Elusive getaway worth the effortPublished 10:16am Thursday, January 9, 2014
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So I’m on the line with the reservations desk when she throws it out there, plain and clear.
The phone is squeezed between my neck and my ear, and I’m trying to write down the confirmation number, hoping I don’t hit the “end” button, when I hear her say it again.
I almost laugh at the thought, as if you can ever really get away from cars that need new front-end struts and laundry hampers that keep filling up and kids who forget to turn off the oven.
I decide I rather like the idea of it. The sound of it. Getaway weekend. I latch onto it – like a Titanic survivor to a life raft.
A month and five reservation changes later, we have gotten away at last, and the Mississippi is lit up, and we’re taking it in over snow crab and steak. There’s a band playing outside in toboggans – not to be cool, but because it is cold. I find it’s rather easy to forget about front-end struts in such a setting. The kids, not so much.
That’s because even while I’m pulling the precious white stuff from a crab leg I get a text from one about a tennis team issue. About the same time I notice my husband responding to a question from another. Getting away, it seems, may be as elusive for us as fame will be for those toboggan-wearing musicians trying to pull off calypso in 40-degree weather.
But my husband eventually decides there is a more positive use for his phone and snaps a photo of us smiling over our entrees, which leads to an important discussion: What exactly do you call a selfie when it includes your better half? There should be a term for it, especially since “selfie” was named the Oxford English Dictionary’s 2013 “Word of the Year,” but I could find none.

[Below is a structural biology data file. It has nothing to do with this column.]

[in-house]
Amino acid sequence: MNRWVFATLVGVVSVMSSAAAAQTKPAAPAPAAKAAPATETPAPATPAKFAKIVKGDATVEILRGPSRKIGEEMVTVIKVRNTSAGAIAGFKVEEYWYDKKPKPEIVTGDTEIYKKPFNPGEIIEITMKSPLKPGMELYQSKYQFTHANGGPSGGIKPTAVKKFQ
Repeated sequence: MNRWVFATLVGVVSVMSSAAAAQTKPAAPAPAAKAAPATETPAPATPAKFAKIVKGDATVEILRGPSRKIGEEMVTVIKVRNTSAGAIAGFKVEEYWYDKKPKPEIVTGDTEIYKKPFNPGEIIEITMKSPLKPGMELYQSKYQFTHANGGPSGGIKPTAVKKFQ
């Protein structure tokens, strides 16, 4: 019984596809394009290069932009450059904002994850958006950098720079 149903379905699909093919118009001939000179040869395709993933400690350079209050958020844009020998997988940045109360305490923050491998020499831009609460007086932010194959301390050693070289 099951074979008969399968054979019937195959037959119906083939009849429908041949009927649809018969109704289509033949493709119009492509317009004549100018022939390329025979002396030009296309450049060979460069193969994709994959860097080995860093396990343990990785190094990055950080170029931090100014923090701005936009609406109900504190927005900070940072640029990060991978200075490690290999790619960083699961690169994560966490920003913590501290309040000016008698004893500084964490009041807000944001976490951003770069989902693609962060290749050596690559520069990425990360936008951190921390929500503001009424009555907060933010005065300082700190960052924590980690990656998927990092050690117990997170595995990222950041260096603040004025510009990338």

I swipe the screen for a closer look and am struck by the changes I see in both of us. Perhaps I will call that reservation clerk and let her know that it’s actually the days – the years – that take the real getaways.
Looking over at my husband enjoying his last bite of steak, though, I realize that while pictures reveal some changes, the important ones cannot be captured in megapixels. He’s wearing decades of picking up milk from the grocery and kids from piano and bouquets from the median. I like how it looks on him.
We decide after a few trolley rides that getaways are good. We are smiling a lot. Holding hands more. Planning a next time that will be longer and include beignets instead of pancakes for breakfast. I find myself almost forgetting about the stack of ironing waiting back home.
But nothing puts an end to a getaway like hauling luggage through your front door. I’m throwing out the travel guides we collected when our youngest asks about the dinner photo on Dad’s phone. She’s more interested in that one than our sixth-floor view of Canal Street.
“Sweet,” I hear her say.
So that’s what you call an on-your-own couple shot. Sweet. Probably won’t be the next word of the year, but that’s OK. I’ll take the shared over a selfie any time.
Wesson resident Kim Henderson is a freelance writer who writes for The Daily Leader. Contact her at email@example.com.